Section 508 compliance can appear daunting at first, since it means that every document (regardless of format), website/webpage or software program that is public-facing must be made accessible. This includes any document posted on a website, as well as the website itself. It also requires members of the public and federal employees to have access to ICT that is developed, procured, maintained or used by federal agencies. This means that hardware used for ICT must be accessible as well, including telephones, computers, copy/fax machines, information kiosks and keyboards.
In addition, any official agency communication is required to be Section 508 accessible. This includes documents such as:
- Emergency notifications
- An internal or external program or policy announcement
- A notice of benefits, program eligibility, employment opportunity, or personnel action
- A formal acknowledgement of receipt
- A survey or questionnaire
- A template or form
- Educational or training materials
What are the risks of non-compliance?
The accessibility standards established by Section 508 should be of particular interest to librarians, not just for ethical reasons but also for compliance purposes. Federally operated and funded libraries could face claims of discrimination or lawsuits if they are not diligently working to comply with Section 508 and the 2018 final rule.
If a federal employee with a disability believes there has been discrimination related to ICT accessibility, the individual can file a complaint alleging that the department or agency has not complied with the accessible technology standards. Members of the public may file a civil action against an agency for a Section 508 violation.
Other than the obvious legal risks for not complying with the regulations, there are moral and ethical dimensions to not providing access to ICT to disabled federal employees and members of the public. Economic outcomes are expected as well—a study by the Access Board concludes that the final rule will result in nearly $20 million in increased productivity of federal employees in 2018, and $1.6 billion over the next ten years.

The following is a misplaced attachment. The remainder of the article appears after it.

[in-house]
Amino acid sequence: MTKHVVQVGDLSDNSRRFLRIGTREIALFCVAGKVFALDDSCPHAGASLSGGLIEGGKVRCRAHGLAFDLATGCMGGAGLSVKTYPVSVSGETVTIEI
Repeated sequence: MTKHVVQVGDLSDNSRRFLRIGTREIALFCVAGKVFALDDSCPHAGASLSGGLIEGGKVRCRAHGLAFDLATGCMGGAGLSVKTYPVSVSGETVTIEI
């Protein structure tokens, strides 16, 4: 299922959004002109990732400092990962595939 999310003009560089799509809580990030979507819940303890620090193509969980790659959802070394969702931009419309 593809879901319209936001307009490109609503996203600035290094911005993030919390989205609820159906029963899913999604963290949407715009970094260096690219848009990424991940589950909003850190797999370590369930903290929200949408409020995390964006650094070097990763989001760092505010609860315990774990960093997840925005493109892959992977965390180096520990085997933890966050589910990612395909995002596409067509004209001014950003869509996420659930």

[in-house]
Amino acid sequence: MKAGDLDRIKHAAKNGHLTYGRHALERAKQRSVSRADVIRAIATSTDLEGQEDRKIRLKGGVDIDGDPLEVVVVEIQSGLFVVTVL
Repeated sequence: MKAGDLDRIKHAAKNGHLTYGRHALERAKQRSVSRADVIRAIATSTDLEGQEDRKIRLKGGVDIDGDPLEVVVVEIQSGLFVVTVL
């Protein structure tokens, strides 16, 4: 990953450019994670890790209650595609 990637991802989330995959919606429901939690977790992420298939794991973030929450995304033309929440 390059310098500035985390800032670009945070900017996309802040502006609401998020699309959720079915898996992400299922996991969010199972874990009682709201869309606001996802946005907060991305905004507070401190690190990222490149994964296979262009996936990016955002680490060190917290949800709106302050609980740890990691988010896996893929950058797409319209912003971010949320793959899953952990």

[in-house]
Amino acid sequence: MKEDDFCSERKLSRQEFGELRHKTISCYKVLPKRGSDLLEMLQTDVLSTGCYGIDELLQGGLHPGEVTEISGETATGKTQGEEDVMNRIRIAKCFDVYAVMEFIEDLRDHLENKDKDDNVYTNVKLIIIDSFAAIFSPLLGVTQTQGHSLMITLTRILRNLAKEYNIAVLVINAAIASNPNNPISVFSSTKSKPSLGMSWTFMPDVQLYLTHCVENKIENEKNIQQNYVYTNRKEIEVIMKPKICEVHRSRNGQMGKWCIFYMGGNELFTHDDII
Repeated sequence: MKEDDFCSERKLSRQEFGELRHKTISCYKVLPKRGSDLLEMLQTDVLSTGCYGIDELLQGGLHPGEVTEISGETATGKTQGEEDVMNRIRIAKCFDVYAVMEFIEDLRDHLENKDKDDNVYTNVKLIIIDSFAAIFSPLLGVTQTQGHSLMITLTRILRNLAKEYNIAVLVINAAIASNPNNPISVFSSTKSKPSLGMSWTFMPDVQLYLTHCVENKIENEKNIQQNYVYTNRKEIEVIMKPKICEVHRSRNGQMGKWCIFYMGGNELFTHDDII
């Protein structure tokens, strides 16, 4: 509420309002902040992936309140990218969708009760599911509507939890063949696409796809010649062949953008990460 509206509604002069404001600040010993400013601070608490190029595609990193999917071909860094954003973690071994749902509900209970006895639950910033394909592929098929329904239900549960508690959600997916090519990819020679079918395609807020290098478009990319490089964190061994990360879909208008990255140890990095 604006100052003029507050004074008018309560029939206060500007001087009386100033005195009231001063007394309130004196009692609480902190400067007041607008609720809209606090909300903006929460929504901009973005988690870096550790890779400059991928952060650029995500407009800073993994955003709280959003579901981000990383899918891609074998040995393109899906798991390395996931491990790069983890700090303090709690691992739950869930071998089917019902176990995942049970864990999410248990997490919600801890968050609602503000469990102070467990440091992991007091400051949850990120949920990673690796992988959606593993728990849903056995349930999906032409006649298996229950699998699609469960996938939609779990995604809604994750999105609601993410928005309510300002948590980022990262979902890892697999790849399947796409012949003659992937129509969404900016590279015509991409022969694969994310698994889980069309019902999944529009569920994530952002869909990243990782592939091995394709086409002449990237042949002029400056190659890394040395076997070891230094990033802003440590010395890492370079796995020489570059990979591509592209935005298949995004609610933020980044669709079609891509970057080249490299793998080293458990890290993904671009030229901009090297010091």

Helping NOAA meet Section 508 requirements
Recently, at the National Oceanographic and Atmospheric Agency (NOAA) I assembled a comprehensive resource for the library team with best practices for creating compliant documents and web pages. I also made extensive checklists available so that document authors and editors understand the steps needed to ensure their documents meet the requirements. The guide is available to the public here.
Although these steps do require extra work and training, this effort accomplishes two important outcomes: first, the disabled employees at NOAA (and other agencies) are able to perform their jobs and collaborate at the highest possible levels with full access to important work products; and second, disabled members of the public are able to share and learn from the groundbreaking work of NOAA scientists and staff.
By ensuring access to all of our resources by all individuals, Section 508 compliance is an important cornerstone of the NOAA Central Library’s mission to support and further NOAA’s mission of promoting global environmental stewardship for everyone, including people with disabilities.